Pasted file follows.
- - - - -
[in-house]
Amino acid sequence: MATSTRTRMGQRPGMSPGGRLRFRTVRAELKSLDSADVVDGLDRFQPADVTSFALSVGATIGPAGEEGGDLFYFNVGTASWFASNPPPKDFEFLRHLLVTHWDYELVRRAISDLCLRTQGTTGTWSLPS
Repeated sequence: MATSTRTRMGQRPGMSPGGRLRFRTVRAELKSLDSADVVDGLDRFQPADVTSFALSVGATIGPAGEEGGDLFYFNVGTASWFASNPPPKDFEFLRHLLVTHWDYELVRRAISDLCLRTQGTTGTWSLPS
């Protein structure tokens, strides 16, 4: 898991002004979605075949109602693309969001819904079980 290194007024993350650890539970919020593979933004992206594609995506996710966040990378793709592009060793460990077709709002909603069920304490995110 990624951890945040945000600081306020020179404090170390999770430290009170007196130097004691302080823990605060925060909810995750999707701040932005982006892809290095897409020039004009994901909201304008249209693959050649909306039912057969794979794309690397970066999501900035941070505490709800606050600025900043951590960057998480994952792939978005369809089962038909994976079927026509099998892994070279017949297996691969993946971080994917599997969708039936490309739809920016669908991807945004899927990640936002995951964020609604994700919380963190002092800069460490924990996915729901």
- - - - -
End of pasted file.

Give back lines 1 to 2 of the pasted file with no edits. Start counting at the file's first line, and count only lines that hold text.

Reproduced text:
[in-house]
Amino acid sequence: MATSTRTRMGQRPGMSPGGRLRFRTVRAELKSLDSADVVDGLDRFQPADVTSFALSVGATIGPAGEEGGDLFYFNVGTASWFASNPPPKDFEFLRHLLVTHWDYELVRRAISDLCLRTQGTTGTWSLPS